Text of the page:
Although the polyphenols in black tea are less well absorbed than those in green tea, they also seem able to influence weight, but through an effect on the intestinal microbiota, according to new work carried out in mice.
Green tea and black tea may come from the same plant (Camellia Sinensis), but they differ in particular by the nature of their phenolic compounds. Those of green tea are shorter, and therefore better absorbed in the small intestine. They are found in greater quantities in circulation than those of black tea, which has led to green tea being considered more “active”. But this work carried out by researchers from UCLA (University of California at Los Angeles) leads us to consider black tea from a new angle, which would give it properties just as worthy of interest as those of green tea, but with a another key mechanism.
Green tea and black tea act on weight
The researchers subjected rodents to different diets for 4 weeks:
- low in fat and high in sugar,
- high in fat and high in sugar,
- rich in fat and sugar with green tea extracts,
- high in fat and sugar with black tea extracts.
After 4 weeks, the weight of the mice given the green or black tea extracts was at the same level as that of the animals given the low-fat diet. Previous work conducted by UCLA had already shown this for green tea, but this is the first time that researchers have observed it for black tea as well.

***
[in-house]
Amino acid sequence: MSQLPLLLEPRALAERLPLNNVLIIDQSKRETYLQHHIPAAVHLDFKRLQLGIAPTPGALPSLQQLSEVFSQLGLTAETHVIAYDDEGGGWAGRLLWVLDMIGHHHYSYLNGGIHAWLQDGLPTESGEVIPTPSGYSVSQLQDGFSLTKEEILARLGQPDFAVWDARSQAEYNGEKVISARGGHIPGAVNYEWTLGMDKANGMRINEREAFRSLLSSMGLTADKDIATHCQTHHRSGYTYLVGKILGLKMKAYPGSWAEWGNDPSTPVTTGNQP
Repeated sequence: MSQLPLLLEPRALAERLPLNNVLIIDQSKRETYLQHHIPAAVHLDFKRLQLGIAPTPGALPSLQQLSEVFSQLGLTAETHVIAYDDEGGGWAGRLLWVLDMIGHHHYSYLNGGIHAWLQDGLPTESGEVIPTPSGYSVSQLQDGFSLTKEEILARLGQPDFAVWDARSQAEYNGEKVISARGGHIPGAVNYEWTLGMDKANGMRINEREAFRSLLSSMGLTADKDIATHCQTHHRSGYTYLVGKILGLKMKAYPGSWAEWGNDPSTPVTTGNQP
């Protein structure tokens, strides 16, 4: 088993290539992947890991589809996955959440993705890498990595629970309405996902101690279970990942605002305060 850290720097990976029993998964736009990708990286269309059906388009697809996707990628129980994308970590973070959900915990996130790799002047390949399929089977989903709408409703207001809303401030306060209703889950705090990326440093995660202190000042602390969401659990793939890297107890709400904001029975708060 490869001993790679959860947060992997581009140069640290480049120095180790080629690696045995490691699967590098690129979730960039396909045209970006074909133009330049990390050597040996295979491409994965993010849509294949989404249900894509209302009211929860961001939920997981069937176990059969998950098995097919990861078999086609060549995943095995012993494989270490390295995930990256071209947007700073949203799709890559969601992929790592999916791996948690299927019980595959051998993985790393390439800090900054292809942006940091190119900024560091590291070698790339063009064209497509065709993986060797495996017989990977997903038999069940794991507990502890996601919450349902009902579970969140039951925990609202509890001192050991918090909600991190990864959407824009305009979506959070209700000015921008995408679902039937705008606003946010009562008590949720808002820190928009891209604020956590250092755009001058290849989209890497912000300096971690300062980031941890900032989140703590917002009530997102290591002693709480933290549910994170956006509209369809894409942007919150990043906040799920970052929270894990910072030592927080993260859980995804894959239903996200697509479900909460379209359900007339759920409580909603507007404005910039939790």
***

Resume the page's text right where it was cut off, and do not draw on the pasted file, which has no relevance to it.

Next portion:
Effects that pass through the microbiota
Stool analyzes reveal that for both green tea and black tea, there are fewer bacteria associated with obesity and more bacteria associated with thinness. However, only the animals having received the black tea extract show a significant increase in the bacterium Pseudobutyrivibrio.
It is therefore clear that the beneficial effects of both green tea and black tea go beyond the antioxidant properties, and also involve changes in the microbiota. The fact that the polyphenols in black tea are larger in size, they are less absorbed in the intestine, but then exert prebiotic properties in the colon.
Susanne M. Henning: Decaffeinated green and black tea polyphenols decrease weight gain and alter microbiome populations and function in diet-induced obese mice. European Journal of Nutrition